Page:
The lines have fallen to me in pleasant places; Indeed, my heritage is beautiful to me. ~ Psalm 16:6 nasb

Tuesday, February 5, 2013

For Just a Moment

Autism stays at the back of my mind pretty much constantly.  Every time I work with Joseph to teach him a new task, every time I try to have a conversation with him, every time he doesn't respond--it's always there, this strange thing that causes him to do what he does, to communicate how he does, to speak how he does.  Now that he's almost 24 years old, I think about autism a lot.

Sometimes, though, there's a small slice of time when it disappears.  A stranger looking on would never guess that autism affected Joseph's life in any way.

My dear friend Tressey and her husband hosted a birthday party for their son a few weeks ago.  This was no ordinary party with games, cake, ice cream, and gifts.  They paid for an afternoon of rock wall climbing.  Thomas (16) was totally up for it, and Danny (19) was as well, if his college studies would allow him some time off.  I didn't bother asking Joseph--he would come along with us, with some reading material or something else to keep him occupied while the rest of the group climbed.

While I was washing dishes, and Joseph was helpfully drying, I was describing how the kids would climb up the walls.  Joseph made some comment about climbing, so I sought to clarify.

"Are you thinking about climbing with the other kids?"

Joseph answered, "I think I should."

Well, okay.  Not sure what that meant, and pretty sure he'd sit on the sidelines.  It was what it was.

The four of us made it just in time to watch and listen to the orientation, and I watched as Thomas and Danny got their harnesses on.  I watched as they helped Joseph get a harness on.  Well, now.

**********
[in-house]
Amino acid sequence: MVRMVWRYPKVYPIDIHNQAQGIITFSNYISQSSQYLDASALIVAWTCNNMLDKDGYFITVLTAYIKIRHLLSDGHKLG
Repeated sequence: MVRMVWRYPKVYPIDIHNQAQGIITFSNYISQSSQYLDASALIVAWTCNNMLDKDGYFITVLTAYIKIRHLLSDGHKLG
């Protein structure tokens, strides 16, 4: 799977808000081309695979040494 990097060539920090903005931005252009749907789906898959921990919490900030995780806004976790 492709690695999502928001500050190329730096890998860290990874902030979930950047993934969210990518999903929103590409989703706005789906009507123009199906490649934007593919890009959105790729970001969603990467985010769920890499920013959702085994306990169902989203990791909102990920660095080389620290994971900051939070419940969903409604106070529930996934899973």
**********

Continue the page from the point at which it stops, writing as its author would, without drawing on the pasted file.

That was a step, at least.  They watched Isaiah demonstrate how to climb up the wall.


Danny (left) and Thomas (right) prepare to climb.

Thomas climbed right on up the wall, easy-peasy.  :)

As Danny hooked himself up, Joseph looked up.  I wonder what he was thinking as he stared way up there to the top, a seemingly insurmountable climb.


Danny did his best to hold on while he encouraged Joseph to follow.  Which he did.



Danny went on ahead, since Joseph was climbing slowly.


As Joseph looked for a foothold--and a handhold--I caught a great shot of his face.  He was concentrating, but there was no fear.  There seemed to be only a look of calm interest on his face.


To give you perspective of (almost) how high Joseph climbed, here's a shot taken with my smart phone.  (I have no wide-angle lens for my camera, so this was the best I could do!)


For a few moments on the side of a rock wall, there was no autism.  There was just Joseph, and a handhold, and a foothold.  And his courage.  And my joy.


Back to life,
Christine

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